Digital technology permeates the physical world. Social media and virtual reality, accessed via internet capable devices – computers, smartphones, tablets and wearables – affect nearly all aspects of social life. The contributions to this volume apply innovative forms of ethnographic research to the digital realm. They examine the emergence of new forms of digital life, such as political participation through comments on East Greenlandic news blogs, the personal use of video broadcasting applications, the rise of transnational migrant networks facilitated by social media, or the effects of Facebook, Twitter, and Instagram on global conflicts.
This issue of the Journal of Visual and Media Anthropology consists of four articles and six short ethnographicfilms. Reflecting the expanding diversity and variety of research fields in Digital Anthropology, these works present new research topics beyond what has previously been thought of as digitalization processes. Specifically, this journal contains the topics of religion, games and play, urban mobility, community development, online dating and big data.
This issue of the Journal of Visual and Media Anthropology presents work that self-consciously experiments with innovative modes of representation, new forms of integrating written and multi-media ethnography and therefore seeks to challenge the conventions of academic publishing. Featured is fresh and timely research by young scholars from the Master’s Program in Visual and Media Anthropology at FU Berlin’s Institute of Social and Cultural Anthropology. Their work is concerned with the rise of mobile technology and app culture as well as their influence on self-presentation and social relations in the digital age.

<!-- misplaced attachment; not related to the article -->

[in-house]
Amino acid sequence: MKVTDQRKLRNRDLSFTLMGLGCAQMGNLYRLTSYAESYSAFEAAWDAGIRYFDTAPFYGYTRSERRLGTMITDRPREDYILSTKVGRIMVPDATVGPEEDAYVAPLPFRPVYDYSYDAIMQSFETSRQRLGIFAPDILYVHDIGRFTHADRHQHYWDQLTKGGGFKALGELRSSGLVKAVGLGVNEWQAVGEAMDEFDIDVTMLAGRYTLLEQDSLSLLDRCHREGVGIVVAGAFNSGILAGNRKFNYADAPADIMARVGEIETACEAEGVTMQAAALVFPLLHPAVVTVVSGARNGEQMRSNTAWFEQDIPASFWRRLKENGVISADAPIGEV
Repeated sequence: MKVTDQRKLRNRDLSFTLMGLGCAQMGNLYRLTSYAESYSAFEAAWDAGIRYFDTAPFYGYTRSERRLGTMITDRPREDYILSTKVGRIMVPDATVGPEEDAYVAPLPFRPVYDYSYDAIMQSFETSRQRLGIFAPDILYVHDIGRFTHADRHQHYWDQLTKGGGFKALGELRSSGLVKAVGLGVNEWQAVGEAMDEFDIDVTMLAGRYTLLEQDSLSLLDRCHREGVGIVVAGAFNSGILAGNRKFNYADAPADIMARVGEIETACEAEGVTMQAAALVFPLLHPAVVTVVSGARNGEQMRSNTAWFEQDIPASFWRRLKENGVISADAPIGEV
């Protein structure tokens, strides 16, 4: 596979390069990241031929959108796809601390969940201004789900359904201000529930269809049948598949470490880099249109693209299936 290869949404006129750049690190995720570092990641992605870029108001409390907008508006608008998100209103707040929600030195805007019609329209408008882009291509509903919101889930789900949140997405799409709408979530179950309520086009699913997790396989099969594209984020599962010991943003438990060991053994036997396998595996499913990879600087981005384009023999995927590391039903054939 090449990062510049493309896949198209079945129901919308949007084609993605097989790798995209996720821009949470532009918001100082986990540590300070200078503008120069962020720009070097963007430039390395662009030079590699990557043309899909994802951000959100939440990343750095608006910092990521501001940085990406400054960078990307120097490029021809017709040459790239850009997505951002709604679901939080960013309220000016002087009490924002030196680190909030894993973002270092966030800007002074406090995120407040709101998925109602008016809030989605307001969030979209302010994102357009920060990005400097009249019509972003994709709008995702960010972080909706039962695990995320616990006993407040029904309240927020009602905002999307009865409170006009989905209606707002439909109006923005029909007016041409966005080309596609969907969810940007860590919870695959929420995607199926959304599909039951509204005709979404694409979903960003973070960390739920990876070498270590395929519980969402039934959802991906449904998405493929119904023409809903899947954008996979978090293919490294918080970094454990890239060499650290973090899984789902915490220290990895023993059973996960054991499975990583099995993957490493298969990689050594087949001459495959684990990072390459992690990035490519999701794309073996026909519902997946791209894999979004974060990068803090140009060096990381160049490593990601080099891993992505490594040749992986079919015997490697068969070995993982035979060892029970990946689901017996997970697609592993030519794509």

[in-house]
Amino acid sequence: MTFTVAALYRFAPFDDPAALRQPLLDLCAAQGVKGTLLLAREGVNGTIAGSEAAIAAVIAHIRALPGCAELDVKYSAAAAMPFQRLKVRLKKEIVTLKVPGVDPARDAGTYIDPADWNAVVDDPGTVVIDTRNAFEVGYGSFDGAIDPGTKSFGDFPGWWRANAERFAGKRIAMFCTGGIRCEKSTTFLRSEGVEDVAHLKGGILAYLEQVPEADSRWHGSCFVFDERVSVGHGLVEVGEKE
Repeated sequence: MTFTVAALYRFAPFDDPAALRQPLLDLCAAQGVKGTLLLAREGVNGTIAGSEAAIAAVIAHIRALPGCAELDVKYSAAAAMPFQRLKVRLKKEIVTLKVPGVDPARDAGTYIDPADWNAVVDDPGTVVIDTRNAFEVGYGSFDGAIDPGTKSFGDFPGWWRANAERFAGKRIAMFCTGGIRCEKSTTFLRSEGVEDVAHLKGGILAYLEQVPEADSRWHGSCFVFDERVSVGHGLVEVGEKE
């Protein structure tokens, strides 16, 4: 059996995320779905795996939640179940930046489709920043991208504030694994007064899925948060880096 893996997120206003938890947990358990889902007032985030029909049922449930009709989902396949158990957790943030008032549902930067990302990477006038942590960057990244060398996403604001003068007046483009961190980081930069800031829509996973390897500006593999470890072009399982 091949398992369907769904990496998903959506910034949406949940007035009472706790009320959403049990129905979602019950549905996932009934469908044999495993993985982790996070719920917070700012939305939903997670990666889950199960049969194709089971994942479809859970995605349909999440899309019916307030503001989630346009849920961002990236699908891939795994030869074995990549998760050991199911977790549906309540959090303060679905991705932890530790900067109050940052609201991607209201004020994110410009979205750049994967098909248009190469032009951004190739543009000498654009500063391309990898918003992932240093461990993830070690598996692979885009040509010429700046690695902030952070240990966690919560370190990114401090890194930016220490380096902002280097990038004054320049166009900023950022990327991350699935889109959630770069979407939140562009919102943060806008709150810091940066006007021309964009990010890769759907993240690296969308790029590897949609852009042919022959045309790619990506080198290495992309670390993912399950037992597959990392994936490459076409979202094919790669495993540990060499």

Virtual Environments and Cultures: A Collection of Social Anthropological Research in Virtual Cultures and Landscapes
This book presents a collection of ethnographic research in the virtual world of Second Life, and can be seen as an attempt to discover the challenges and limits of social anthropological research with an avatar in virtual cultures and environments. The contributions in this book demonstrate that the development of digital codes has meanwhile gone so far that anthropologists have started to conduct fieldwork inside digital user-generated worlds. This volume investigates the challenges facing a reality that is strongly and maybe irrevocably entangled with virtual reality.